I haven’t posted many sweet recipes lately. I counted only five over the past three months. But I have been baking. Not all has been successful (such as the massive banana and blueberry bread that was uncooked in the middle). But I have had a little project to try some healthy choc chip cookies. Unfortunately I have focused more on taste-testing than photography so I will also share a few photos of buildings that have pleased me.
The photos of buildings were actually taken while Sylvia and I were on the northern city fringe on the day that I made banana choc chip cookies. It is not the first time I have made choc chip cookies with banana but this recipe from 101 Cookbooks interested me because the only sweetener was the bananas.
These cookies are nothing like a regular choc chip cookies. In fact none of these cookies are traditional. All are vegan and use ingredients that our foremothers would not recognize. Likewise, these buildings are modern. The above photo has a juxtaposition of the old and the new. It is taken at the Carlton United Brewery site that has stood derelict for years and now has become a building site. I imagine that the old bluestone buildings will be incorporated but will probably be an unrecognizable rendition of its former self.
This colourful building has not a sign of a traditional building. It was only completed this year. The Pixel building is designed to be carbon neutral. It runs on energy generated by wind turbines and solar panels but most pleasing is that it can have eco cred and look so pretty.
The other building that I couldn’t resist photographing was the RMIT Storey Hall, which was redesigned in 1995. I once sang in a choir in front of former Prime Minister, Gough Whitlam, in the auditorium there. I sometimes think of it when I pass by but I also love looking at the colours and design.
Yes I love buildings that are a little bit different and I also love biscuits that are a little bit different. Different is not always comfortable. I was a bit unsure if the banana cookies were cooked enough but cooking them a bit darker didn’t help. They were nice but quite moist and didn’t seem to last well past a couple of days. I even tried a batch with sultanas instead of choc chips so I could feed them to Sylvia but without the bitterness of the chocolate they were sweet and dull.
I also felt a little unsure of the Vegan Choc Chip Oatmeal Nut Cookies. I tried these one evening when I didn’t have any butter but I had almond butter on hand. I think I used too many oats and the flaked coconut was a mistake. They were nice but far more chunky than the pictures on the web.
By far the most successful of these vegan cookies were the Chocolate Tahini Cookies. I found the recipe on a blog with the lovely name, A Dash of Compassion. Although I had tried chocolate biscuits with tahini before, I liked the simplicity of this recipe, which had far more tahini than my previous attempt. They were wonderful. Unlike the other cookies in this post, there were no oats, but the addition of LSA instead of wheatgerm resulted in a pleasing texture that was slightly grainy and a little melt in the mouth, with occasionally studs of chocolate. Definitely a keeper.
Previously on Green Gourmet Giraffe:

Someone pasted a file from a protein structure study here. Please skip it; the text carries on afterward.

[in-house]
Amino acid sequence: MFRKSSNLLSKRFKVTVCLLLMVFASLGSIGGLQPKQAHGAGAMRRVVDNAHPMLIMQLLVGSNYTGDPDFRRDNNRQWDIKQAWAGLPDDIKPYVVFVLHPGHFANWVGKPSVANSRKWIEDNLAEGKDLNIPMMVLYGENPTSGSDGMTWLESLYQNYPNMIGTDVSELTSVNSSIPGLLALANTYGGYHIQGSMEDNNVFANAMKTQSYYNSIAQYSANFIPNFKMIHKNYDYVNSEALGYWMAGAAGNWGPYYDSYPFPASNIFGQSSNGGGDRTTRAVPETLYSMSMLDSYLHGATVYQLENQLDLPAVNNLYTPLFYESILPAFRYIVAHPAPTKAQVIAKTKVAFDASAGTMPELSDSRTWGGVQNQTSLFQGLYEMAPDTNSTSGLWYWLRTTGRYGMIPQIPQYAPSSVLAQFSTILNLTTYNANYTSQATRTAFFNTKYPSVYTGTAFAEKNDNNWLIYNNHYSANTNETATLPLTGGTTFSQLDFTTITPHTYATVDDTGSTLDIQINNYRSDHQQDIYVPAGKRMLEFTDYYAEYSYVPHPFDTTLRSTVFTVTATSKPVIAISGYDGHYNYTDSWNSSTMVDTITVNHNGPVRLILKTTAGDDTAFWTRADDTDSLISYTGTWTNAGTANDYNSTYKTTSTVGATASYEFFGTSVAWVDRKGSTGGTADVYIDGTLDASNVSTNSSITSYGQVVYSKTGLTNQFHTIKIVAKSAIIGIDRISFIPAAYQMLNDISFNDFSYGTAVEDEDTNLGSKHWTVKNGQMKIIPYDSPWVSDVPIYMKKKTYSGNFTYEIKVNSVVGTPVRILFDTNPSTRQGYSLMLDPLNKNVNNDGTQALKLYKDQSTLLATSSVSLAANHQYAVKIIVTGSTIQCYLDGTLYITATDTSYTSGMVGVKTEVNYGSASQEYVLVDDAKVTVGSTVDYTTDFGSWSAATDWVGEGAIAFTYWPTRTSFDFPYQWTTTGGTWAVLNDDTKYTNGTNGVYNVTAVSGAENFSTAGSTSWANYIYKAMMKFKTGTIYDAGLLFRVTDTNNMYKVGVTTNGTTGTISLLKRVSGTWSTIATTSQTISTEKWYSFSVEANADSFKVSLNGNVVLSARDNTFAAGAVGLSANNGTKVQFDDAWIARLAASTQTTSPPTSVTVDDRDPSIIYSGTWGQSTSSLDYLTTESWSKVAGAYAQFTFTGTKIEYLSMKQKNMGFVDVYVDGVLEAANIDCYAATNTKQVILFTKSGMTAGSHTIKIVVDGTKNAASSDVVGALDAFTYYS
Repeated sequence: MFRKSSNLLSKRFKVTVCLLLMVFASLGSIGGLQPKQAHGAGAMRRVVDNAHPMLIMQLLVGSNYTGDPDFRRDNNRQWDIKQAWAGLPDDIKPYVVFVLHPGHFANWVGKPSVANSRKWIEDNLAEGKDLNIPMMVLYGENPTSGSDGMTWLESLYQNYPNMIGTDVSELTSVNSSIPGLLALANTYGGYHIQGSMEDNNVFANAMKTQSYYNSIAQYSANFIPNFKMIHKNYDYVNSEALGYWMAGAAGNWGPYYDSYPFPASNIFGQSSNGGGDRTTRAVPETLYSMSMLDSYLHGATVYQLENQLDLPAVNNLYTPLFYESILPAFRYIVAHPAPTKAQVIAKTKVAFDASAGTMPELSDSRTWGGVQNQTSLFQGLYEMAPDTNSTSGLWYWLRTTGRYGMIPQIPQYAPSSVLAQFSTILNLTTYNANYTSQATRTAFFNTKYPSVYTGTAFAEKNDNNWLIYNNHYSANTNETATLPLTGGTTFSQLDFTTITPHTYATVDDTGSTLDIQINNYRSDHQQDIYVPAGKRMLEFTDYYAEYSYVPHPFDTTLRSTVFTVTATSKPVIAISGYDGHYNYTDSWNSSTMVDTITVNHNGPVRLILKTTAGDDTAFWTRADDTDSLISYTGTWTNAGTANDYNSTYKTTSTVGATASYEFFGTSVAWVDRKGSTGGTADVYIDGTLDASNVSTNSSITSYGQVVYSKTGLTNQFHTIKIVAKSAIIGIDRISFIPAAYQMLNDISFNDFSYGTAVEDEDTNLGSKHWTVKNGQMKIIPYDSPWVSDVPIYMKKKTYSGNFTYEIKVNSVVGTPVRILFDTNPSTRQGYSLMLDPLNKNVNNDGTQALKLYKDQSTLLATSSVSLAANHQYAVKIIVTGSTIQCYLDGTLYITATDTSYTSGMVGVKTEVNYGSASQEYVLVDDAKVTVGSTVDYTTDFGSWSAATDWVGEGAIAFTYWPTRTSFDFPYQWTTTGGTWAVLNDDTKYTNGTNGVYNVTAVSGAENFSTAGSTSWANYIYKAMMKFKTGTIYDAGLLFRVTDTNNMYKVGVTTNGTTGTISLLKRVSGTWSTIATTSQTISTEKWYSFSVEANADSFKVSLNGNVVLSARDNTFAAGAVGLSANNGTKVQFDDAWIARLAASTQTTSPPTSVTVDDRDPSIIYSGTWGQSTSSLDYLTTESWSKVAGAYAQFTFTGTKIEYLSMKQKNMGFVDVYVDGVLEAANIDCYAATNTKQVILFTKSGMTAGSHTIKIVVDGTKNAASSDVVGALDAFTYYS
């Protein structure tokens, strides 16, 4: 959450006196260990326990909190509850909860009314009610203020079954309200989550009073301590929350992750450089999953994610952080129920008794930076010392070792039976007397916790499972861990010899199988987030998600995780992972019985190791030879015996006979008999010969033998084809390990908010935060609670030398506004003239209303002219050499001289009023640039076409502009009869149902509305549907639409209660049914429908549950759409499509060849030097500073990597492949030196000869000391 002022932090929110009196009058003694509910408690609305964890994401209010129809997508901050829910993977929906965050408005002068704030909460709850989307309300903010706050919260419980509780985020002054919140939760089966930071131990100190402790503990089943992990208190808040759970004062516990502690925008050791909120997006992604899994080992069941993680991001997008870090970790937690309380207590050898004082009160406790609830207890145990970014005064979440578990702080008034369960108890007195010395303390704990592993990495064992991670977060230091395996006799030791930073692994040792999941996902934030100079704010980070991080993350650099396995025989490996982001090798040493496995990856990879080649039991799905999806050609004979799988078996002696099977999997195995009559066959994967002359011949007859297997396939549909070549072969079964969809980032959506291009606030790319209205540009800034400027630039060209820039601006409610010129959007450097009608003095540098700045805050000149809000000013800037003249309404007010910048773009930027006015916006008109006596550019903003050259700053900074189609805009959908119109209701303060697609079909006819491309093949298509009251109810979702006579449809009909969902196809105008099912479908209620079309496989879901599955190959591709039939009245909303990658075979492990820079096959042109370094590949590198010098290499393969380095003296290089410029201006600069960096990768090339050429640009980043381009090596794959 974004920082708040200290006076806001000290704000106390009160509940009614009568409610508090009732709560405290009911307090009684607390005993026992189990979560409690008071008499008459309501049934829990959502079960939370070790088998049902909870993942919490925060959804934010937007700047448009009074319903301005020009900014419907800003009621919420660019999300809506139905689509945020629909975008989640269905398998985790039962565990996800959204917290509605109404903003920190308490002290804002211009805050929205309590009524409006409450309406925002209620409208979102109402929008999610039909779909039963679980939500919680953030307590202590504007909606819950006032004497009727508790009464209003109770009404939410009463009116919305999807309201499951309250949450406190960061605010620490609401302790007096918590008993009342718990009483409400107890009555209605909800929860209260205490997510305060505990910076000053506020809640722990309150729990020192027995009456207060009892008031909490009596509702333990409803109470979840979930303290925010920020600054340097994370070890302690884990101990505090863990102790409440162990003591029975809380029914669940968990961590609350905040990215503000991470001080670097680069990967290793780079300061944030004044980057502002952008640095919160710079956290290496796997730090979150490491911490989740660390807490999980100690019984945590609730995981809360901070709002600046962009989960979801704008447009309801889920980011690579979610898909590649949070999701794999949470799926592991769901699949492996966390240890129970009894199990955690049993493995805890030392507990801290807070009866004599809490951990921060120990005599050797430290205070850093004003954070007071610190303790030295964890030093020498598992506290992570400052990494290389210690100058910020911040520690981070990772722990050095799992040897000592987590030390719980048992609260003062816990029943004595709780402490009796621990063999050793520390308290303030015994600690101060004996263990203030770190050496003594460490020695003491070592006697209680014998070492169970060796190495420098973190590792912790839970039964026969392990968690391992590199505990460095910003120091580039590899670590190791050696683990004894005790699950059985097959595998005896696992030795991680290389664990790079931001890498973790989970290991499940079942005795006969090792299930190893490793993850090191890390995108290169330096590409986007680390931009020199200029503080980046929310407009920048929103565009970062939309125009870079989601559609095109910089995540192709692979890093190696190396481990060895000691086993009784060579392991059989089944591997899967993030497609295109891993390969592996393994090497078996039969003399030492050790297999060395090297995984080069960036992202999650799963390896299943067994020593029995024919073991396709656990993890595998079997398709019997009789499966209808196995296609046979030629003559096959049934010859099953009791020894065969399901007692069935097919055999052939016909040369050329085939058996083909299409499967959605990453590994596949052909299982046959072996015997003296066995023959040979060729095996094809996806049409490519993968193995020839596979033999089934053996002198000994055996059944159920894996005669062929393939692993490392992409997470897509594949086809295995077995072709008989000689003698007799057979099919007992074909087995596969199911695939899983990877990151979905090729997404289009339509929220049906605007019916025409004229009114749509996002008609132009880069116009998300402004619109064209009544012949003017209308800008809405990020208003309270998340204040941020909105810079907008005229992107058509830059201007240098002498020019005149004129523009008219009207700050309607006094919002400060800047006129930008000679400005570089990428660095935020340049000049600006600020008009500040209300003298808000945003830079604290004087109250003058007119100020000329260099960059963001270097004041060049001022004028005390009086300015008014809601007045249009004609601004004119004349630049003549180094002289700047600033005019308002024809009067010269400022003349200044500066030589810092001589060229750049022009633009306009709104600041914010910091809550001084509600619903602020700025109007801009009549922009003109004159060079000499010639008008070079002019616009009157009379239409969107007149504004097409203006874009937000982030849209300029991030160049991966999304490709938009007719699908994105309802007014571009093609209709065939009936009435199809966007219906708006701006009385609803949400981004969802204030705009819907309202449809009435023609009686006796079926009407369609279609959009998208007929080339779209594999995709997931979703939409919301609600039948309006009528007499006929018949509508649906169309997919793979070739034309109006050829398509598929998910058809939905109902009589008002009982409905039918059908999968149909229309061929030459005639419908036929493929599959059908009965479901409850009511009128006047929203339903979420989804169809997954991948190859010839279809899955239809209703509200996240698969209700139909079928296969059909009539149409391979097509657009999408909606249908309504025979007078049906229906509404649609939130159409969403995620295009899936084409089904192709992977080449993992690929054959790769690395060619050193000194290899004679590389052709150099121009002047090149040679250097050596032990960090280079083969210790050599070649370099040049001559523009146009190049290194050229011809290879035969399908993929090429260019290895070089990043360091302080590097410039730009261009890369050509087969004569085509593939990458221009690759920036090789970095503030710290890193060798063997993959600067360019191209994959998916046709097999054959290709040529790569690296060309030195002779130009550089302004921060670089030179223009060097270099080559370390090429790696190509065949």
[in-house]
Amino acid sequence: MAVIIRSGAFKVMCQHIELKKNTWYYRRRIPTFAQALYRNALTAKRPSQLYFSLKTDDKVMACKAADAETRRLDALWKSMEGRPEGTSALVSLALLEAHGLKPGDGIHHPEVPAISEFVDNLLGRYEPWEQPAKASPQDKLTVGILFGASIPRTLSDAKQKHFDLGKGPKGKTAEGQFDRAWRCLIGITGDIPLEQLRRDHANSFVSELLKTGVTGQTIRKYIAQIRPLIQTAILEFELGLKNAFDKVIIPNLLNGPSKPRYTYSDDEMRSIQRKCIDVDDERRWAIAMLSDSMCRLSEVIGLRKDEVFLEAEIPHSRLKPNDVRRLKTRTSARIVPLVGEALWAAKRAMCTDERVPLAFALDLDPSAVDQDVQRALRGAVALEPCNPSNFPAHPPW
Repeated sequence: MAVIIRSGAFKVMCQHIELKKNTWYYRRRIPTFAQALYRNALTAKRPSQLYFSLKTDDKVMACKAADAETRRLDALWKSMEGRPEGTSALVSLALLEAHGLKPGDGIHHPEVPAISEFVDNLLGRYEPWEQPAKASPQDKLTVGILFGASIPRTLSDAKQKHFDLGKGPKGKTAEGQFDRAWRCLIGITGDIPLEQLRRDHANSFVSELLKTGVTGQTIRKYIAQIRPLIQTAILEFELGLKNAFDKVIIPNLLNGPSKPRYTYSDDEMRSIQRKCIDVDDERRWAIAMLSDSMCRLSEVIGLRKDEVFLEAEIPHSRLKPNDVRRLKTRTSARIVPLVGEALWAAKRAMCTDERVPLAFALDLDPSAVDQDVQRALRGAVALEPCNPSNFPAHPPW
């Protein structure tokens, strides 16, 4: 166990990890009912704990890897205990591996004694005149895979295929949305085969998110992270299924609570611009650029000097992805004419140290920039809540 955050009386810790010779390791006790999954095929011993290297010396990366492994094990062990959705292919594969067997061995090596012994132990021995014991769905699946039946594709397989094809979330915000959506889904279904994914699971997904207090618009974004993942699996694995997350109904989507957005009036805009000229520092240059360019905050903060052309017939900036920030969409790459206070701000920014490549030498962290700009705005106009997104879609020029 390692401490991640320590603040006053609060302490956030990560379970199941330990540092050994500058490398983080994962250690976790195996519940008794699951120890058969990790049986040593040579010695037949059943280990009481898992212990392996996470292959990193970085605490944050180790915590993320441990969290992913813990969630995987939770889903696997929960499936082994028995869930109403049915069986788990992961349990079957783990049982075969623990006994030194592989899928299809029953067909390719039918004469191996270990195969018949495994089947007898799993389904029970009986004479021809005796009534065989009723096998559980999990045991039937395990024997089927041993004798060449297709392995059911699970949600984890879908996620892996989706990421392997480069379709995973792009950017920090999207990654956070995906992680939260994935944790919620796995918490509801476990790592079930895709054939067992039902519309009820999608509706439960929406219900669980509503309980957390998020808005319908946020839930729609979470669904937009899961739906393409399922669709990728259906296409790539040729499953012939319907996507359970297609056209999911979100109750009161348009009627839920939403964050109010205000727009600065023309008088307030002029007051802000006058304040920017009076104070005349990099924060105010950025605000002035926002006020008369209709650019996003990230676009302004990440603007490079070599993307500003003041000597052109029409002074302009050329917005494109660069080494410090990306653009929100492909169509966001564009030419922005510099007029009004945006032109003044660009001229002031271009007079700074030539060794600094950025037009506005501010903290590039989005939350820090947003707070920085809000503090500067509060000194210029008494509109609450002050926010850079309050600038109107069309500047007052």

This time last year: Edinburgh Winter Wonderland
This time two years ago: Memories, BBQs, and Bangers & Mash
This time three years ago: Nadine’s wild rice salad
Nikki's Healthy Choc Chip Cookies
adapted from 101 Cookbooks
makes about 36
- 3 large, ripe bananas, well mashed (about 1½ cups)
- 1 teaspoon vanilla extract
- ¼ cup coconut oil, barely warm - so it isn't solid (or alternately, olive oil)
- 2 cups rolled oats
- ⅔ cup almond meal
- ⅓ cup desiccated coconut
- ½ teaspoon cinnamon
- ½ teaspoon salt
- 1 teaspoon baking powder
- 175-200g chocolate chips (I tried substituting 1½ cups sultanas but it wasn’t great)
Combine bananas, vanilla extract and coconut oil in a large jug and set aside. Stir together the oats, almond meal, coconut, cinnamon, salt, and baking powder in a large bowl. Add banana mixture and mix till combined. Fold in chocolate chips. The batter might be looser than regular cookies.
Drop dessertspoons of mixture onto prepared trays with about an inch between each. Bake 12-15 minutes until browned. Let cool a bit before transferring from trays to cool on a wire rack.
Almond and Oat Choc Chip Cookies
adapted from Food.com
makes about 30 cookies
- ⅓ cup almond butter (or other nut butter)
- 2 tablespoons coconut oil, softened
- ½ cup brown sugar
- ⅓ cup soymilk (I used a mix of rice milk, yoghurt and cream)
- 1 teaspoon vanilla extract
- 1 cup wholemeal flour
- ½ teaspoon bicarb of soda
- pinch salt
- 1 cup rolled oats
- ½ cup non-dairy chocolate chips
- ½ cup flaked coconut
- ¼ cup chopped walnuts
Drop spoonfuls onto prepared baking tray. Bake about 8 minutes or until lightly browned. Cool 10 minutes and then transfer to wire rack to cool.
Chocolate tahini cookies
adapted from A Dash of Compassion
makes about 30 cookies
- ½ cup wholemeal flour
- ½ cup LSA (ground linseed or flax, sunflower seeds and almonds – or use wheatgerm)
- ½ cup cocoa (I used dutch cocoa)
- ½ tsp baking powder
- ½ tsp bicarb of soda
- ¼ tsp salt
- 1 cup tahini
- ½ cup maple syrup
- 1 tsp vanilla extract
- ¼ cup dark chocolate chips (I used a bit more)
Drop teaspoons of mixture onto lined oven trays. Shape into smooth discs – I used my fingers, Nicole used the bottom of a glass to flatten them.
Bake at 180 C (350 F) for about 10 minutes. These cookies are too dark to spot any change in colour but Nicole suggests looking for slight cracking and drying on top. Sit for 5-10 minutes before transferring from tray to a wire rack to cool. Store in an airtight container.
On the stereo:
Fold your hands child, you walk like a peasant: Belle and Sebastian